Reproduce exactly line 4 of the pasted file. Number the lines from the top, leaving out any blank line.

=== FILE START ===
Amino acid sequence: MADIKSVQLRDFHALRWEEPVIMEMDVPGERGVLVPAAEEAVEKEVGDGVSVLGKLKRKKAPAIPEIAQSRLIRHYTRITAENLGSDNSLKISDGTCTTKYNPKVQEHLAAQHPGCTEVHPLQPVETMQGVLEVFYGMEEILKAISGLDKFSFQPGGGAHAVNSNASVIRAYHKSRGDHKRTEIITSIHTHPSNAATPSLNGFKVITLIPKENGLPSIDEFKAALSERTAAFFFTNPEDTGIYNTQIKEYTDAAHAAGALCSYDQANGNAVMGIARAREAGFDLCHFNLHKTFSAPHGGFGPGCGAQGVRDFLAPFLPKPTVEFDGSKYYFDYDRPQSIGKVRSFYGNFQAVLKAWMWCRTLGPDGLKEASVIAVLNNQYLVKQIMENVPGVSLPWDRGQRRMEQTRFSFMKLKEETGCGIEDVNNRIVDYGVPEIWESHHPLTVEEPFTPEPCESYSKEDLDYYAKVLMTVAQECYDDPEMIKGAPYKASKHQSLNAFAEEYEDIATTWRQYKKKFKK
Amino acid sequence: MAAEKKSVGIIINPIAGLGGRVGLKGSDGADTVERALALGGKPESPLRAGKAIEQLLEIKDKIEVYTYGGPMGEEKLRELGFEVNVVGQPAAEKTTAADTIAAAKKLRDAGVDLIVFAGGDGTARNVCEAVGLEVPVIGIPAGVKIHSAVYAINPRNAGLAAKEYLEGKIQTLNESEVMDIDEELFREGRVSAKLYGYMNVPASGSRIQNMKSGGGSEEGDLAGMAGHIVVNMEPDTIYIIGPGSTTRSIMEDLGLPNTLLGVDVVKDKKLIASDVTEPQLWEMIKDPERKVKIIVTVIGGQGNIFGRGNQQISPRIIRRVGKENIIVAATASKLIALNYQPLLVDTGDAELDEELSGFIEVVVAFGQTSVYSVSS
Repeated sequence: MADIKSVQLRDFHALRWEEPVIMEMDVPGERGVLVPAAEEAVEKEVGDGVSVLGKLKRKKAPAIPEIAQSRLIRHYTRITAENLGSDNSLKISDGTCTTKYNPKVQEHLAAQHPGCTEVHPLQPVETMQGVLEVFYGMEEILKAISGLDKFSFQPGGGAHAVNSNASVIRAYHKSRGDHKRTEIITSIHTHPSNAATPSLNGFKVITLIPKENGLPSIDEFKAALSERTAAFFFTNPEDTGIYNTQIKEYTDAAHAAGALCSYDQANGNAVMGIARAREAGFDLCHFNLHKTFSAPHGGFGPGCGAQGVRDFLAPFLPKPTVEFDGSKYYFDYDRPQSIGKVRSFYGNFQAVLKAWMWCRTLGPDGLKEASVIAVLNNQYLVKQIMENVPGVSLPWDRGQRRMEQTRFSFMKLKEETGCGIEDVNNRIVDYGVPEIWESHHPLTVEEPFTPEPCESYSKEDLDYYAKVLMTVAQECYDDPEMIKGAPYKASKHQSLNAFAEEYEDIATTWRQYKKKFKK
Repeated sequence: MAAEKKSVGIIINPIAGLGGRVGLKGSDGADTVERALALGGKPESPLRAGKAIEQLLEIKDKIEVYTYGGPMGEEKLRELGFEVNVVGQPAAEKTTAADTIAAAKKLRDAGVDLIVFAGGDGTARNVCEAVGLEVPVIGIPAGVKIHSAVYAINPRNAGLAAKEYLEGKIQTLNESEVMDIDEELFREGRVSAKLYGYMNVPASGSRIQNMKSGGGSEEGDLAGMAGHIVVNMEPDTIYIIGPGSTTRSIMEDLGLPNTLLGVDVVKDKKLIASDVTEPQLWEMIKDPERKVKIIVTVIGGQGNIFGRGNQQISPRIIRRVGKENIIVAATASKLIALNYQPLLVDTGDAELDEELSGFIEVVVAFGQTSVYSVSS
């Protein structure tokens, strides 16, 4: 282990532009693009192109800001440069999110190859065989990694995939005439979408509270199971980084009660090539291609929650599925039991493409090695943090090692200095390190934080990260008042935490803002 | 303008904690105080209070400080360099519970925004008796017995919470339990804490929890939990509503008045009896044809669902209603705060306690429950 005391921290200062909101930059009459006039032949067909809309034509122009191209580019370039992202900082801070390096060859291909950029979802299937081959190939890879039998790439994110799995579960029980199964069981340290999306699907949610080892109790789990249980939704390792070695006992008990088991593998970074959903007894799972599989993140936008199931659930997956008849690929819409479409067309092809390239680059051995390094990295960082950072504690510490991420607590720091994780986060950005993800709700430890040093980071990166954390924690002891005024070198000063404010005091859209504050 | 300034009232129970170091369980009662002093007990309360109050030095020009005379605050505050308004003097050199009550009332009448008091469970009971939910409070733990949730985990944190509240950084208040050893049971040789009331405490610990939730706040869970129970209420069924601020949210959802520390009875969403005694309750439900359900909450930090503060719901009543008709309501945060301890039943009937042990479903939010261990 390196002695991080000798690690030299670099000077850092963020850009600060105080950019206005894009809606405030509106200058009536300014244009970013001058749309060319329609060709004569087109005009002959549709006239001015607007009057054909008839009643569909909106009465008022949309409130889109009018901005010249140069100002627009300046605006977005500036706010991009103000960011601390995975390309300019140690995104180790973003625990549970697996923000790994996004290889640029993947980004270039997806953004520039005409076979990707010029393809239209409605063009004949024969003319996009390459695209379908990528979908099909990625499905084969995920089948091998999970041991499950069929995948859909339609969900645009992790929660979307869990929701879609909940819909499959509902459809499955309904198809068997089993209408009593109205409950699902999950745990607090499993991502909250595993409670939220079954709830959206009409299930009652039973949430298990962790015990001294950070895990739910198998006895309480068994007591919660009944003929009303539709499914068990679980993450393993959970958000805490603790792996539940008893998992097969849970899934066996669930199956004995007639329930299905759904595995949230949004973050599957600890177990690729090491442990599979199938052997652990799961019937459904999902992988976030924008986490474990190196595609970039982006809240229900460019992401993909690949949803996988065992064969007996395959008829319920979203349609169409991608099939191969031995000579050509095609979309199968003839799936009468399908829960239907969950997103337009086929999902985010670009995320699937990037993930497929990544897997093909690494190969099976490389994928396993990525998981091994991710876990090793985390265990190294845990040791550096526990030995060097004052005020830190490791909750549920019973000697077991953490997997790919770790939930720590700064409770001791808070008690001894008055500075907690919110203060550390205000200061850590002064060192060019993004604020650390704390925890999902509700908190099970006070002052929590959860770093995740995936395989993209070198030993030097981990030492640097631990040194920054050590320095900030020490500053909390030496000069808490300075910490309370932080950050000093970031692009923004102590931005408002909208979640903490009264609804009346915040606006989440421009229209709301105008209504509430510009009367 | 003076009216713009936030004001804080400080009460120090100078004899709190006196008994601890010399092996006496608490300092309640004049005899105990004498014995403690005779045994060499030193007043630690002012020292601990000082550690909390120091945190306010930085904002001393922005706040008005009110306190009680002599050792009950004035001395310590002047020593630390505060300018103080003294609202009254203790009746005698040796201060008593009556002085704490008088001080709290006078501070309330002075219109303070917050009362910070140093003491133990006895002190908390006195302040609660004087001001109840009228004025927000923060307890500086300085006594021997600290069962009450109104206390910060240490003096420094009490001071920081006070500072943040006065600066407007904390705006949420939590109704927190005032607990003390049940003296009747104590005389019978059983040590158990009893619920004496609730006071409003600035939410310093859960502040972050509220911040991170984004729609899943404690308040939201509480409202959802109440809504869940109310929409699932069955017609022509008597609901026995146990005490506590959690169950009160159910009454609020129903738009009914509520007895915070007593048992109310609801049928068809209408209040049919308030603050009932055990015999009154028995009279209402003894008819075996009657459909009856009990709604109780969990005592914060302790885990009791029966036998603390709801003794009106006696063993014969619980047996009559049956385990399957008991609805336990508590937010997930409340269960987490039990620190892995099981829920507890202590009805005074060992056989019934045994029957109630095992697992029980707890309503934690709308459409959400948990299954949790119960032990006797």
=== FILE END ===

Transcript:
Repeated sequence: MAAEKKSVGIIINPIAGLGGRVGLKGSDGADTVERALALGGKPESPLRAGKAIEQLLEIKDKIEVYTYGGPMGEEKLRELGFEVNVVGQPAAEKTTAADTIAAAKKLRDAGVDLIVFAGGDGTARNVCEAVGLEVPVIGIPAGVKIHSAVYAINPRNAGLAAKEYLEGKIQTLNESEVMDIDEELFREGRVSAKLYGYMNVPASGSRIQNMKSGGGSEEGDLAGMAGHIVVNMEPDTIYIIGPGSTTRSIMEDLGLPNTLLGVDVVKDKKLIASDVTEPQLWEMIKDPERKVKIIVTVIGGQGNIFGRGNQQISPRIIRRVGKENIIVAATASKLIALNYQPLLVDTGDAELDEELSGFIEVVVAFGQTSVYSVSS